Foreign News: That's Much Better!

In the small hours before dawn, 5,000 students gathered for a political parade through Chungking. They were dressed in the motley of China's youth—family hand-me-downs, G.I. castoffs, ragged patches. Many had walked as much as 20 miles to the city. A university dean accompanied them—in a ricksha supplied with sandwiches and oranges for wilted marchers.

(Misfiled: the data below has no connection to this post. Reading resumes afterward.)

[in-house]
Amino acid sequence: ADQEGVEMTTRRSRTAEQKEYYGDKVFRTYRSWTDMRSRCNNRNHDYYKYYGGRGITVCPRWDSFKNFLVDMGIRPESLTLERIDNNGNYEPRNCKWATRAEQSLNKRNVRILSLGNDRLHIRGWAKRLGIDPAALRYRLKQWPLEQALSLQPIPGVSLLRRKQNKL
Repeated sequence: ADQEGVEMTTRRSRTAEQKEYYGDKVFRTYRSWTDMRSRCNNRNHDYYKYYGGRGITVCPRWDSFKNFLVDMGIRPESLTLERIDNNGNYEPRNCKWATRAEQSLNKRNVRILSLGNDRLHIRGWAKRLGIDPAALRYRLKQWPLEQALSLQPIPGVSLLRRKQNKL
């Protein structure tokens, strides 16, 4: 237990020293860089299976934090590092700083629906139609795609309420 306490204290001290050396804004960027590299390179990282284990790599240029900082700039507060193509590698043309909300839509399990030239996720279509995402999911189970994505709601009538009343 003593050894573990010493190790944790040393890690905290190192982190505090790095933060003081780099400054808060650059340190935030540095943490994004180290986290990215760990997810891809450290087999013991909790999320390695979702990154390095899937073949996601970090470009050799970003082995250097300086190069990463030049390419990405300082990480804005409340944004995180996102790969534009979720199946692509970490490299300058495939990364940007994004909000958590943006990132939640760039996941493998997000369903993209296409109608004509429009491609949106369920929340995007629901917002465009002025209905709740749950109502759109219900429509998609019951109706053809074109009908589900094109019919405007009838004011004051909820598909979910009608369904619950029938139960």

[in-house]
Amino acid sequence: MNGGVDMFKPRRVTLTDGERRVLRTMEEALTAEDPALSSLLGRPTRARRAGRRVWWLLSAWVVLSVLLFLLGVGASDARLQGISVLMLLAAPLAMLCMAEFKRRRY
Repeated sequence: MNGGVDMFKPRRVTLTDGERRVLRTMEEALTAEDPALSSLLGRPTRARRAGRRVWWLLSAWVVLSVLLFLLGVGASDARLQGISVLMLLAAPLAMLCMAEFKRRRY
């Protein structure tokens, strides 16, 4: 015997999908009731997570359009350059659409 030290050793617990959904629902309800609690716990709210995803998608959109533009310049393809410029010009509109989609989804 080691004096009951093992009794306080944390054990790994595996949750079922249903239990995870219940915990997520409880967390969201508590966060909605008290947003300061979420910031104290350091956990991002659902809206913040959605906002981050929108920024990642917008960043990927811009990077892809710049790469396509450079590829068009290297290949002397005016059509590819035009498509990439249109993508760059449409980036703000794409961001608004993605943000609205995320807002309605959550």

Exuberantly, waving placards, urged on by cheerleaders, the students snaked through Chungking's winding main street. No one stopped them, no one dispersed them. They blocked all traffic, engulfed even the coolie coal-and-water bearers, whose makeway cries of "Hai!...

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